Vitamin K is an essential nutrient for good health, and knowing about foods high in Vitamin K can help individuals plan diets to accommodate their nutritional needs. At the same time, some individuals should avoid those same foods to prevent potentially devastating health problems.
About Vitamin K
Vitamin K was first discovered in 1929 by a Danish scientist, Henrik Dam, who noticed the coagulatory properties associated with specific blood chemistry. In German, this "coagulation vitamin" was call koagulationsvitamin, and eventually became known as Vitamin K.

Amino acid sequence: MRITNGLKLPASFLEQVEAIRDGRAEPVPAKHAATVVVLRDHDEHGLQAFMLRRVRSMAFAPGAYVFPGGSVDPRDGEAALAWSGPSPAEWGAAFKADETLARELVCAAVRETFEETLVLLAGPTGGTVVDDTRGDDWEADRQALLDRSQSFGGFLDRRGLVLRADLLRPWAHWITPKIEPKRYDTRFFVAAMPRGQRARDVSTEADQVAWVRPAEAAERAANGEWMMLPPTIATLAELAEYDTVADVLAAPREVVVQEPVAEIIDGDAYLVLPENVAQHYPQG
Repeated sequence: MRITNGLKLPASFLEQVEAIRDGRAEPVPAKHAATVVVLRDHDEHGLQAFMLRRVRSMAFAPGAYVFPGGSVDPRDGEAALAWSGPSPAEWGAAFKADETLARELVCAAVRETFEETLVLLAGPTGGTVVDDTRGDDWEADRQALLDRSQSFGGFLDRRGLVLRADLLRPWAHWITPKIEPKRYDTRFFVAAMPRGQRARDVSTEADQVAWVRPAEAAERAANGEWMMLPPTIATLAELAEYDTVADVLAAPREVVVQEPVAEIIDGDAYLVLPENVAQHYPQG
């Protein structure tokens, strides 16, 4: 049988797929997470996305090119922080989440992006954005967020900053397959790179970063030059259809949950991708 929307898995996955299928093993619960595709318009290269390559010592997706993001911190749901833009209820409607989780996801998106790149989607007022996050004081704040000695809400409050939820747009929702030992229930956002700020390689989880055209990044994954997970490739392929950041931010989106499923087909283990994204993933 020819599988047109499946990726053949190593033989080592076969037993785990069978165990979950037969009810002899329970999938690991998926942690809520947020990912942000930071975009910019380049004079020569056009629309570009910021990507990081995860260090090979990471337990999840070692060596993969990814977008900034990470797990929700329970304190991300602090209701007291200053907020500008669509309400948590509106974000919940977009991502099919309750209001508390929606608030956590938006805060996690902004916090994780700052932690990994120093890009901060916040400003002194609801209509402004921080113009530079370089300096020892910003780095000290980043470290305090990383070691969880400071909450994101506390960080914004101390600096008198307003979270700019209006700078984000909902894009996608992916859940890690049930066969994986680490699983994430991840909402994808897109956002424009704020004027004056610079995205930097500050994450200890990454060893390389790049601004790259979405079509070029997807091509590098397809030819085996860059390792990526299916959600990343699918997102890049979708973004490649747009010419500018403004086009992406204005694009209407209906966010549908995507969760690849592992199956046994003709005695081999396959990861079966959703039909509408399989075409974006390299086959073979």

Vitamin K is manufactured by a range of intestinal bacteria, principally in the lower intestine. This is a rich source of the nutrient, but some individuals do not manufacture sufficient amounts especially if their intestines are damaged. In these instances, it is necessary to ingest foods high in Vitamin K to make up the recommended 65 to 120 micrograms for daily dietary intake.